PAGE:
Peeking up over the step, looking at us, “Got any meat for us?” Sure, we did! Thank goodness, Louise and Danie made certain we had an inverter in this house, Love Bird’s Nest. How thoughtful they are! An inverter uses power to recharge batteries inside the unit, which can be kept indoors, to be used later when the power goes out for small voltage requirements, such as powering a router and recharging digital equipment.
It could be used for some lights but can’t power the air-con, the refrigerator, and power-hogging appliances such as tea kettles, toasters, and microwaves. We keep the usage only for our phones, laptops, and the router to ensure we have WiFi, which, right now, we do. It’s been a massive benefit during all of the power outages.
At some point, if the power doesn’t come back on, the batteries in the inverter will lose their power. We’ll see how that goes. Hopefully, sometime today, the cause of the outage will be repaired.
With the rains resulting from Cyclone Eloise, the ground is still soaked, and flooding is happening all around us. Even the Crocodile Bridge Gate and others, as access to Kruger National Park, are flooded, preventing visitors from many areas entering the park. I can only imagine the frustration of tourists who planned a one or two-week holiday in this area who can now not visit Kruger National Park unless they drive long distances to other open gates.
Also, we’ve found that wildlife tends to go for cover during rainstorms as powerful as this when they become frightened by the sounds. Thus, those tourists currently staying in Marloth Park won’t be seeing much wildlife in their gardens when, for example, so far this morning, we’ve only seen Franks, hornbills, and helmeted guinea-fowl. We tossed seeds for all of them when they looked at us with those longing eyes. Of course, we comply, even on sunny days.
Flooding will escalate over the next several days as the rains continue through Monday, Tuesday, and longer. In viewing the weather reports, it appears it will rain almost every day over the next two weeks, all the way through February 14.
We’re certainly happy that we’re staying here for quite a long while. Otherwise, this amount of rain would be frustrating. However, it’s vital for the growth of the vegetation critical to the wildlife in the bush, which is their primary source of food, except for carnivores such as mongoose, lizards, snakes, and others.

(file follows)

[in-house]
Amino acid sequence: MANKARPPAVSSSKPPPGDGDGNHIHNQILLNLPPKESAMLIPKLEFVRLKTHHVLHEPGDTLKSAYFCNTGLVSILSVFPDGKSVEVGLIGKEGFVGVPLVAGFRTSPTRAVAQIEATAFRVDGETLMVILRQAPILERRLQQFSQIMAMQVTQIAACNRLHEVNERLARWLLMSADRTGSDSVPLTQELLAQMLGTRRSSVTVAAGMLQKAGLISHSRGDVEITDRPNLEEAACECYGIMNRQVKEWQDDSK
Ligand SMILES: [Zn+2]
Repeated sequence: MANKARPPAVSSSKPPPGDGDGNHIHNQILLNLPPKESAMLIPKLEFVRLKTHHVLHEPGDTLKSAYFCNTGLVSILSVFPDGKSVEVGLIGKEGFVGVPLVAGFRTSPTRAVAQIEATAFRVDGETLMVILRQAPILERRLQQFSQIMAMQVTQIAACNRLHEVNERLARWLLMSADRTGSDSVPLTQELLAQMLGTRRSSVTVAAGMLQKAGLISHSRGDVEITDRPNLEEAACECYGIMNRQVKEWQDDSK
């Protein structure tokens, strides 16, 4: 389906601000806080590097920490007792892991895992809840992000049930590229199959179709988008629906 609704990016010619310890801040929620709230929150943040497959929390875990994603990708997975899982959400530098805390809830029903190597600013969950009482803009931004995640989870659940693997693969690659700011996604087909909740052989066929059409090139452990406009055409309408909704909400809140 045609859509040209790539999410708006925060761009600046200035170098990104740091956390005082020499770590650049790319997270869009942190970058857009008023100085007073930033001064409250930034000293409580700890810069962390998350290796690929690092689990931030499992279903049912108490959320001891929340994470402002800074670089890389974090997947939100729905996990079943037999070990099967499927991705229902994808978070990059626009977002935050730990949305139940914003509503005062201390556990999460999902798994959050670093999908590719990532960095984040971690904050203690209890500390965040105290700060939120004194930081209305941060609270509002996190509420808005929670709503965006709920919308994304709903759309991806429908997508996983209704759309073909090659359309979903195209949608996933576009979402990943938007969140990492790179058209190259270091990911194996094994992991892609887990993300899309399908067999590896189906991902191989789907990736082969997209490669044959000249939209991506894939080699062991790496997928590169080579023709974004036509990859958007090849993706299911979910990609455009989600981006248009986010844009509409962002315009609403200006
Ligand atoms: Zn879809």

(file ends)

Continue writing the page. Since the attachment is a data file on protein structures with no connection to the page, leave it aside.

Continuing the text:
This morning Louise and Danie stopped by with a cooler, called a “chill box,” here in South Africa. Our social life is beginning to take shape with upcoming visits to friends in the bush. We’ll bring our beverages, in this case, Crystal Light Iced Tea, since alcohol is still banned in South Africa.
Hopefully, the ban will be lifted by mid-February, and I can purchase my favorite South Africa wine, Four Cousins, Skinny Red. It’s a delicious low-alcohol wine, 9% instead of 13%, which had been my go-to wine when we were here in 2018-2019. At times, my mouth waters when I think of this delightful wine.
It’s ironic. We couldn’t drink alcohol in India during those 10-months in isolation due to many months-long bans and then outrageous prices with taxes at 38%. It just wasn’t worth it to us at the time, especially when neither of us had ever enjoyed drinks in a hotel room or even a cruise cabin. It’s all about socialization for us.
Of course, if it’s just the two of us on the veranda at “happy hour,” we find each other’s companionship a delightful form of socialization and may imbibe when the time is right. We look forward to that down the road.
A moment ago, the power came back on! We’re thrilled!. We’ll be back with more tomorrow! As soon as I upload today’s post, we’re heading out for a drive to check out the area’s flooding and take some photos.
Photo from one year ago today, January 31, 2020:
|The view from our hotel room in Mumbai, overlooking the Arabian Sea, shortly after we arrived in India from the US on a 33-hour journey. For more details, please click here.|